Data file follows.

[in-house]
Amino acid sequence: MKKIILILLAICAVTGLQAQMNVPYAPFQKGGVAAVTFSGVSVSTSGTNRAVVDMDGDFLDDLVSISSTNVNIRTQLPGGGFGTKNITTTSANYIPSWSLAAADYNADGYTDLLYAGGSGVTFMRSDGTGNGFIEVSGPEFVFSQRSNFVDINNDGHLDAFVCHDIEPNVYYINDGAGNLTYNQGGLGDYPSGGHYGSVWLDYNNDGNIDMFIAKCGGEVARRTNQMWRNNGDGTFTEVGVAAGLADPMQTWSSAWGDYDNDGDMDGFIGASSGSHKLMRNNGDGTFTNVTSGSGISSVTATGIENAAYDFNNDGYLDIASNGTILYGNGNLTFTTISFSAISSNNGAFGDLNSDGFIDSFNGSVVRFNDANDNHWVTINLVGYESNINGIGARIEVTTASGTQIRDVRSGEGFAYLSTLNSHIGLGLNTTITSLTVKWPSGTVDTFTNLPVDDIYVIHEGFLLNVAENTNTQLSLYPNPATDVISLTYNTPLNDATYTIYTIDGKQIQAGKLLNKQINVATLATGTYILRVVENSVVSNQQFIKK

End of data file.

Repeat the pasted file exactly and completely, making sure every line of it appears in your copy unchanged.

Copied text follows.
[in-house]
Amino acid sequence: MKKIILILLAICAVTGLQAQMNVPYAPFQKGGVAAVTFSGVSVSTSGTNRAVVDMDGDFLDDLVSISSTNVNIRTQLPGGGFGTKNITTTSANYIPSWSLAAADYNADGYTDLLYAGGSGVTFMRSDGTGNGFIEVSGPEFVFSQRSNFVDINNDGHLDAFVCHDIEPNVYYINDGAGNLTYNQGGLGDYPSGGHYGSVWLDYNNDGNIDMFIAKCGGEVARRTNQMWRNNGDGTFTEVGVAAGLADPMQTWSSAWGDYDNDGDMDGFIGASSGSHKLMRNNGDGTFTNVTSGSGISSVTATGIENAAYDFNNDGYLDIASNGTILYGNGNLTFTTISFSAISSNNGAFGDLNSDGFIDSFNGSVVRFNDANDNHWVTINLVGYESNINGIGARIEVTTASGTQIRDVRSGEGFAYLSTLNSHIGLGLNTTITSLTVKWPSGTVDTFTNLPVDDIYVIHEGFLLNVAENTNTQLSLYPNPATDVISLTYNTPLNDATYTIYTIDGKQIQAGKLLNKQINVATLATGTYILRVVENSVVSNQQFIKK